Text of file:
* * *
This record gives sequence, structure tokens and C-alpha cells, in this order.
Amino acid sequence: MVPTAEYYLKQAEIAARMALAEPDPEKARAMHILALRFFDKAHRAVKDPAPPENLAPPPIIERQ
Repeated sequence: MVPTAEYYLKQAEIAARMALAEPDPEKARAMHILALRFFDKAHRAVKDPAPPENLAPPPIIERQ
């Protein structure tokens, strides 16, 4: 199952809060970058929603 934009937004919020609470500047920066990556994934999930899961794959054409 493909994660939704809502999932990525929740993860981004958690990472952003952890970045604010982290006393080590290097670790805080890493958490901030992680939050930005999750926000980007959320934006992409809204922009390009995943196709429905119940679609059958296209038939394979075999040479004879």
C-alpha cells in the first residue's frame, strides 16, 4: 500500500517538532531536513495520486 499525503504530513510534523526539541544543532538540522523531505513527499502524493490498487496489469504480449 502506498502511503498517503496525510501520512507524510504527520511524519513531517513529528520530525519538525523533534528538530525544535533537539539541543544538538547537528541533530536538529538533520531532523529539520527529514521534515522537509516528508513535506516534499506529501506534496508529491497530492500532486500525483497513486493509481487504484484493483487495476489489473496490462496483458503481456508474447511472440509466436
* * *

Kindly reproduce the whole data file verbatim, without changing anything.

This record gives sequence, structure tokens and C-alpha cells, in this order.
Amino acid sequence: MVPTAEYYLKQAEIAARMALAEPDPEKARAMHILALRFFDKAHRAVKDPAPPENLAPPPIIERQ
Repeated sequence: MVPTAEYYLKQAEIAARMALAEPDPEKARAMHILALRFFDKAHRAVKDPAPPENLAPPPIIERQ
């Protein structure tokens, strides 16, 4: 199952809060970058929603 934009937004919020609470500047920066990556994934999930899961794959054409 493909994660939704809502999932990525929740993860981004958690990472952003952890970045604010982290006393080590290097670790805080890493958490901030992680939050930005999750926000980007959320934006992409809204922009390009995943196709429905119940679609059958296209038939394979075999040479004879």
C-alpha cells in the first residue's frame, strides 16, 4: 500500500517538532531536513495520486 499525503504530513510534523526539541544543532538540522523531505513527499502524493490498487496489469504480449 502506498502511503498517503496525510501520512507524510504527520511524519513531517513529528520530525519538525523533534528538530525544535533537539539541543544538538547537528541533530536538529538533520531532523529539520527529514521534515522537509516528508513535506516534499506529501506534496508529491497530492500532486500525483497513486493509481487504484484493483487495476489489473496490462496483458503481456508474447511472440509466436